2. 1.2.2. So, web standards?
      3. 1.3. Why use web standards?
        1. 1.3.1. Separating content and presentation
        2. 1.3.2. Efficiency through reduced markup
        3. 1.3.3. Increased accessibility
        4. 1.3.4. Cross-browser compatibility
        5. 1.3.5. Nonbrowser compatibility
        6. 1.3.6. Forward compatibility
      4. 1.4. The Web Standardistas' approach
        1. 1.4.1. Wax on . . . wax off
        2. 1.4.2. Why use XHTML?
        3. 1.4.3. The benefits of CSS
      5. 1.5. The Web Standardistas' toolbox
        1. 1.5.1. We're not WYSIWYG
        2. 1.5.2. What's your favorite plain text editor?
        3. 1.5.3. Mac OS X, Windows, or Linux?
      6. 1.6. Summary
      7. 1.7. Homework: Set up your work environment
        1. 1.7.1.
          1. 1.7.1.1.
            1. 1.7.1.1.1. 1. Research
            2. 1.7.1.1.2. 2. Select, download, and install a text editor
    2. 2. Building Basic Web Pages
      1. 2.1. HTML: Tags in action
        1. 2.1.1. What are tags?
        2. 2.1.2. Tags come in pairs, usually
        3. 2.1.3. It's an element, my dear Watson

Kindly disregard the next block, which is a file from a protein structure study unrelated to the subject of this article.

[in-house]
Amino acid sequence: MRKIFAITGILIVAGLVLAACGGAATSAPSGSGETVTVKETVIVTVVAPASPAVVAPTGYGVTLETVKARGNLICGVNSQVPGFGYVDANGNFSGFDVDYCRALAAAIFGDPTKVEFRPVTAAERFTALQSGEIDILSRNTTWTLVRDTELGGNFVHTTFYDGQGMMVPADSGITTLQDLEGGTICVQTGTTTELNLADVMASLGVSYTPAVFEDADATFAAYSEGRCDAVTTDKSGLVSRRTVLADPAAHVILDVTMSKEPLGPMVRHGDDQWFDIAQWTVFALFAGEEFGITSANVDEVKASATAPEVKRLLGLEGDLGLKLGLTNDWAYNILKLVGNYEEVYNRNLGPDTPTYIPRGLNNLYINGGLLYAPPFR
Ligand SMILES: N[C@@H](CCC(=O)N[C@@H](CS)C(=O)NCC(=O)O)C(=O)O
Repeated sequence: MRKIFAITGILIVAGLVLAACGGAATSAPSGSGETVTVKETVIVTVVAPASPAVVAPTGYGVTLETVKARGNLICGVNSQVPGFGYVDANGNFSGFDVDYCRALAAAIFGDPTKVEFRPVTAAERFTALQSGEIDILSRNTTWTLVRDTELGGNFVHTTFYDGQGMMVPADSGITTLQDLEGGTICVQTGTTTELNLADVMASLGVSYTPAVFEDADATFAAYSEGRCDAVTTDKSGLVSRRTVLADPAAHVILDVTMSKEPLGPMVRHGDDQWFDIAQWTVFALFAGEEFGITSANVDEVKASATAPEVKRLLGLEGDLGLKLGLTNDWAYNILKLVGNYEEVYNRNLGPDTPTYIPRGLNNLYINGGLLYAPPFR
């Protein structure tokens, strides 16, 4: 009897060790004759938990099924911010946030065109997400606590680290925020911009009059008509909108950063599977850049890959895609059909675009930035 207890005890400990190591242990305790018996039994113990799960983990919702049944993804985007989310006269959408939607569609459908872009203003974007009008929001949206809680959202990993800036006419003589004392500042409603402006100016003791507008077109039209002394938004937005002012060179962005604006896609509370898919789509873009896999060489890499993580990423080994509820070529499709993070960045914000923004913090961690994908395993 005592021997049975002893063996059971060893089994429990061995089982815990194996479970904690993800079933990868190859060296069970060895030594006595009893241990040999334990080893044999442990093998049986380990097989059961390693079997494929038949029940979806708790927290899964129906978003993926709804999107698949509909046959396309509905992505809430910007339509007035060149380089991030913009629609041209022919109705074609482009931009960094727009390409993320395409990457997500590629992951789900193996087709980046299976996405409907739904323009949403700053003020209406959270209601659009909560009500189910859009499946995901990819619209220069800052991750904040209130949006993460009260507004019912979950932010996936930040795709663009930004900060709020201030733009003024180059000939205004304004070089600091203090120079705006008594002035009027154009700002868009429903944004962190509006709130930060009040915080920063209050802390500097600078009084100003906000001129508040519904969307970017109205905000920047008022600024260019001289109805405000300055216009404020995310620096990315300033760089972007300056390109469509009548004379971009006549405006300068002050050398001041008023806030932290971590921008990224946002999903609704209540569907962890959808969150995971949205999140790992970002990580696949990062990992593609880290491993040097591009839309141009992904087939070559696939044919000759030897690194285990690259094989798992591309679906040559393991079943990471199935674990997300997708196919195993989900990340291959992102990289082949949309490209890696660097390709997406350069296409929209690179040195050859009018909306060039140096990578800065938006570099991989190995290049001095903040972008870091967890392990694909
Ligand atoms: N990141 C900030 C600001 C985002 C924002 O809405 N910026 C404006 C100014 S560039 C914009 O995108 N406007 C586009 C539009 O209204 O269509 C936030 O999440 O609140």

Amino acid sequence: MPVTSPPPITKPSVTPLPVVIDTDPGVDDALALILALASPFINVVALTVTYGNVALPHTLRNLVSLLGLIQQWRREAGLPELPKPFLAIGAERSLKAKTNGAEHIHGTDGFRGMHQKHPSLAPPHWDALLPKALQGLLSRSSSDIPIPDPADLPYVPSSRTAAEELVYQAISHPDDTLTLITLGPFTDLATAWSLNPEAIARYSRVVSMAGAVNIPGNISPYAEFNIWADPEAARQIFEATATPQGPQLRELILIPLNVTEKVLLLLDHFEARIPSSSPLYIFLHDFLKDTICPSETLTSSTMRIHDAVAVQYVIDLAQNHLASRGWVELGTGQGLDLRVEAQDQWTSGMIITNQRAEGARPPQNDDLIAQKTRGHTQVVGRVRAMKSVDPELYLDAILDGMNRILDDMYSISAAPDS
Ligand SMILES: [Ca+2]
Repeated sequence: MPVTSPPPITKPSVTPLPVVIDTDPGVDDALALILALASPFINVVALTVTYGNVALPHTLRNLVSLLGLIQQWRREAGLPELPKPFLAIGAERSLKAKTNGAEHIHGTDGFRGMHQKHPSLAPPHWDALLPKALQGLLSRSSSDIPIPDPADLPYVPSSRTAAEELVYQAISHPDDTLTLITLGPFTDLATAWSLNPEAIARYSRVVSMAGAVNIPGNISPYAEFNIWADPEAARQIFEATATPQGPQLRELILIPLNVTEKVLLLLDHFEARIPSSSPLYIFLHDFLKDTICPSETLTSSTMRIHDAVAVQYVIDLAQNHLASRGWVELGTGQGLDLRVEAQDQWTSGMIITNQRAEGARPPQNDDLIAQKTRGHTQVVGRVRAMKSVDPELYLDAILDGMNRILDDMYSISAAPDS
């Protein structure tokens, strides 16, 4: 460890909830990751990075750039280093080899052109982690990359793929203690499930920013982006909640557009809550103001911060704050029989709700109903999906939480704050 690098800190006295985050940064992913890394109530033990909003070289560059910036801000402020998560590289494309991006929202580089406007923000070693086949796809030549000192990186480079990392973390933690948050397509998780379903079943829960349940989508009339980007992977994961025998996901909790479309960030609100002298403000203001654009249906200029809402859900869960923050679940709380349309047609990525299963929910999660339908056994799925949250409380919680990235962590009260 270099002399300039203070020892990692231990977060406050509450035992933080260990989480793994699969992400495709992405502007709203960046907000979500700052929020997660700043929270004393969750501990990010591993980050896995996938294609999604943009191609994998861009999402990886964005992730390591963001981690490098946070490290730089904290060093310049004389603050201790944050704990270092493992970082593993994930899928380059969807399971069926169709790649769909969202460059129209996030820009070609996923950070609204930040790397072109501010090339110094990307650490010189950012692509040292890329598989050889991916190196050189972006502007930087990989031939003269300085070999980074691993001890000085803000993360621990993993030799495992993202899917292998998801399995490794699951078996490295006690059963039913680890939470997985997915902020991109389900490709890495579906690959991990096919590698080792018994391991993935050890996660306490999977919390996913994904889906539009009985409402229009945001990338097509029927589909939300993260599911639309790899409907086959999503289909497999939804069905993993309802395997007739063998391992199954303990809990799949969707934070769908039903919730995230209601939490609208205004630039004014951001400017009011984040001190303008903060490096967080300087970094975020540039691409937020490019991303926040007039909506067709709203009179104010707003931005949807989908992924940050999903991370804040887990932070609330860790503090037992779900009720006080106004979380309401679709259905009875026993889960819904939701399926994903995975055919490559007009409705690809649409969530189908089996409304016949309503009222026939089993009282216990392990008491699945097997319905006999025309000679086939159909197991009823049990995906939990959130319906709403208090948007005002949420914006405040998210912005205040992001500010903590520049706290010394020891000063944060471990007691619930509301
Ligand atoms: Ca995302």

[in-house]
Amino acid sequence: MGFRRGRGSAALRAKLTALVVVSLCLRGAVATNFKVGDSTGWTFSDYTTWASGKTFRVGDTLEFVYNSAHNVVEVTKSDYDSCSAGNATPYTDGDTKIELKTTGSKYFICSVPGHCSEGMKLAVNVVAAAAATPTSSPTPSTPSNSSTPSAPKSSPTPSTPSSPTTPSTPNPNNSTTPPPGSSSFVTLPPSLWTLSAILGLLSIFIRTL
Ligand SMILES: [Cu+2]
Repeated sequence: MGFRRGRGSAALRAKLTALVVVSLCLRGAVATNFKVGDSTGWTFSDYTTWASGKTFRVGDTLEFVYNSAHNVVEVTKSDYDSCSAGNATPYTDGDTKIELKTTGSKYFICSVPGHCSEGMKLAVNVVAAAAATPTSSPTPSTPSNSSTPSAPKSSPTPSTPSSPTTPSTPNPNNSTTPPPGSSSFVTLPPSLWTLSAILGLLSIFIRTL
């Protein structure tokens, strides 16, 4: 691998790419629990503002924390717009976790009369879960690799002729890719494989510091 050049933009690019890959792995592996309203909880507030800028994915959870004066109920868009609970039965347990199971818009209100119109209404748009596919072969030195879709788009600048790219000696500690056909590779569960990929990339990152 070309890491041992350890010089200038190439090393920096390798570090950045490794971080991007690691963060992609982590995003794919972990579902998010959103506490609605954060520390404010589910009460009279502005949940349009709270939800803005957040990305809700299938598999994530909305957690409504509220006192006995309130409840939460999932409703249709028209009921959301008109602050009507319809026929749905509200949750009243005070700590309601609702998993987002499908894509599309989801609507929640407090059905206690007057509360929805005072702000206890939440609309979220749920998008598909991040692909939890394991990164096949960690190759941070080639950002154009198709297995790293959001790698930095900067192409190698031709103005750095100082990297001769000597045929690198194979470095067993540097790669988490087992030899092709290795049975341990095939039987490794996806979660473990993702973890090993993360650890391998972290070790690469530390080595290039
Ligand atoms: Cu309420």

2. 2.2. Your first web page: Hello World!
      3. 2.3. To mark up a web page, you just type
        1. 2.3.1. The markup makes the web page
        2. 2.3.2. Learning from others: How to view source
      4. 2.4. Every page has a <head> and a <body>
        1. 2.4.1. The importance of using the title element
      5. 2.5. Defining your document type
        1. 2.5.1. It all starts with a DOCTYPE
          1. 2.5.1. A short Quirks Mode interlude
          2. 2.5.2. It's all in a namespace
          3. 2.5.3. Just one more thing
        2. 2.5.2. You don't have to memorize all this
          1. 2.5.2.1. Hello World!: DOCTYPE edition
      6. 2.6. Tags have structure too: Nested elements
      7. 2.7. Making your markup easier to follow
        1. 2.7.1. Commenting your markup
        2. 2.7.2. White space
      8. 2.8. Summary
      9. 2.9. Homework: Create your first space-monkey-themed XHTML page
        1. 2.9.1.
          1. 2.9.1.1.
            1. 2.9.1.1.1. 1. Get started
            2. 2.9.1.1.2. 2. A basic web page
            3. 2.9.1.1.3. 3. Find out about Albert I
            4. 2.9.1.1.4. 4. Add a title
            5. 2.9.1.1.5. 5. Mark up the content
            6. 2.9.1.1.6. 6. Add a comment
            7. 2.9.1.1.7. 7. Test your page
    3. 3. Structured Markup
      1. 3.1. Adding structure and meaning